Corn and Coffee – two of the most important crops for the Indigenous people of Rincon de la Sierra, Mexico
This winter Farmer Elise and Farmer Jeff got some much needed time off the farm and enjoyed two weeks in Oaxaca, Mexico. Of course, farmers always have a way of seeking out other farmers… Jaymie, our farmer friend, got us connected to Oaxaca City. Jaymie had moved from Southern Oregon to Oaxaca and has found paradise among the Zapotec. She introduced us to her farming community of coffee growers. One thing led to another, and now we are selling Oxacan coffee on our website!
The Indigenous Zapotec People of the Sierra Juarez de la Oaxaca (wah-ha-kah) enjoy a rich-coffee producing heritage while maintaining forest biodiversity and continuing their corn-cultivation and seed-saving practices. Rooted in an adherence to nature’s rhythm and connected by ancestral languages and traditions, ethno-botanical diversity has thrived in the heart of Mesoamerica for millennia.
Coffee was introduced to Mexico in the 1700s. Zapotec cafeteros grow coffee using intercropping and soil nutrient building methods developed by their ancestors for Maize (corn). This isn’t a casual-relationship between the Zapotec People and the land. Coffee is one of Mexico’s most lucrative exports. Close to half a million small family farms rely on it as a “cash-crop.” Other parts of Mexico and the world have sacrificed precious forest for profit. This means clearing out the native trees and creating a coffee-monoculture. This results in a need for chemical inputs, which has a devastating ripple effect on the land and its inhabitants, and of course the quality of the coffee.
However, in the Sierra Juarez, there is a spirit of cooperation and a commitment to soil protection and biodiversity intrinsic to their story that cannot be commodified. Coffee is grown in a traditional poly-culture forest canopy. This means a tri-level canopy of native trees that are intercropped with fruit trees that provide food, habitat for birds, pollinators, beneficial insects, and other wildlife. Coffee beans mature slowly in the shade allowing for a full, rich flavor to develop.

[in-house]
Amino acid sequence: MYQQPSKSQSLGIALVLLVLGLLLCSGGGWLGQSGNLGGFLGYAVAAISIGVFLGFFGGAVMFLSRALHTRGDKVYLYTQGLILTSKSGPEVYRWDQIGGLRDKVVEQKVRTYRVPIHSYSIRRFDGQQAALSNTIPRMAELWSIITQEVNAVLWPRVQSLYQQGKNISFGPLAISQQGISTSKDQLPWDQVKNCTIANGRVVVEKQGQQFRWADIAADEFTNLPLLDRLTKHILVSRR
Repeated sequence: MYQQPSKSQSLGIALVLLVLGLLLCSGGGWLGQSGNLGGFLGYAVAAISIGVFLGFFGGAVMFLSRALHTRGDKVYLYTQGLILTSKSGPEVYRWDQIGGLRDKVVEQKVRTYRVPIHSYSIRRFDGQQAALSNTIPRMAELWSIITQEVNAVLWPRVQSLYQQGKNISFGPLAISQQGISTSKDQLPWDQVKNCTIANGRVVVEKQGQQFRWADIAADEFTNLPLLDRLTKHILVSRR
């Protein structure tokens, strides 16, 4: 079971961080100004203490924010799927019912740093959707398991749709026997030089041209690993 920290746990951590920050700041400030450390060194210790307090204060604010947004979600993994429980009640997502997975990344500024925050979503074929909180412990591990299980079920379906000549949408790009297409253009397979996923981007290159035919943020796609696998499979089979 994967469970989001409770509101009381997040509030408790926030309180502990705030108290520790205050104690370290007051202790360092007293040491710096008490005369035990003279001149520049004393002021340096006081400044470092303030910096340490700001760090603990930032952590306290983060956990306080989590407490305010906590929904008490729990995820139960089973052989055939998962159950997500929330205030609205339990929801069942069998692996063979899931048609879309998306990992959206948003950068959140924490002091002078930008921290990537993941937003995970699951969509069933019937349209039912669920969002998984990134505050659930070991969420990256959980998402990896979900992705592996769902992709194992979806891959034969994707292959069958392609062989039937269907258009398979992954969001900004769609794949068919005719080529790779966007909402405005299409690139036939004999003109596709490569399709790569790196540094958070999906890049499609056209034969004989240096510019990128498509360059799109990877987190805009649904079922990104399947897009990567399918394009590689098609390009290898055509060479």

Cafeteros (coffee growers) travel by foot from the village to the cafetal (coffee plantation). The finest plump beans are hand-harvested and transported to the village in 50 lb bags on the cafeteros’ backs, or the occasional burro. The pulp is removed from the beans and returned to the cafetal as nutrient rich compost.
Zapotec cafeteros seek a fair price on their coffee to be able to provide a life for their families and opportunities for their children to raise families of their own in the village.
Zapotec Elders understand their crucial role in maintaining soil fertility as the keystone to the health of the community. They are also aware of the rapidly changing world outside the Zapotec bubble. As is the case for family farmers globally, the next generation is leaving this traditional life on the land in search of better financial opportunities. The cafeteros have been pressured to use less labor-intensive practices such as chemical inputs to adjust for the labor loss and try to increase profits. Rather than cave to this pressure, Zapotec cafeteros seek a fair price on their coffee to be able to provide a life for their families and opportunities for their children to raise families of their own in the village.
The big coffee conglomerates who have historically purchased coffee from these talented growers have not been receptive to the need to ensure the farmers are paid a viable wage. We decided to do our part to help these experienced growers get a chance to sell their coffee direct to consumer by offering their amazing coffee to our customers on their behalf.
It is an honor to support these amazing farmers in Oaxaca. Know that with each sip of this coffee you are supporting a traditional community of indigenous farmers, and helping to sustain a cultural way of life that is disappearing too fast: so drink up and let’s help them out.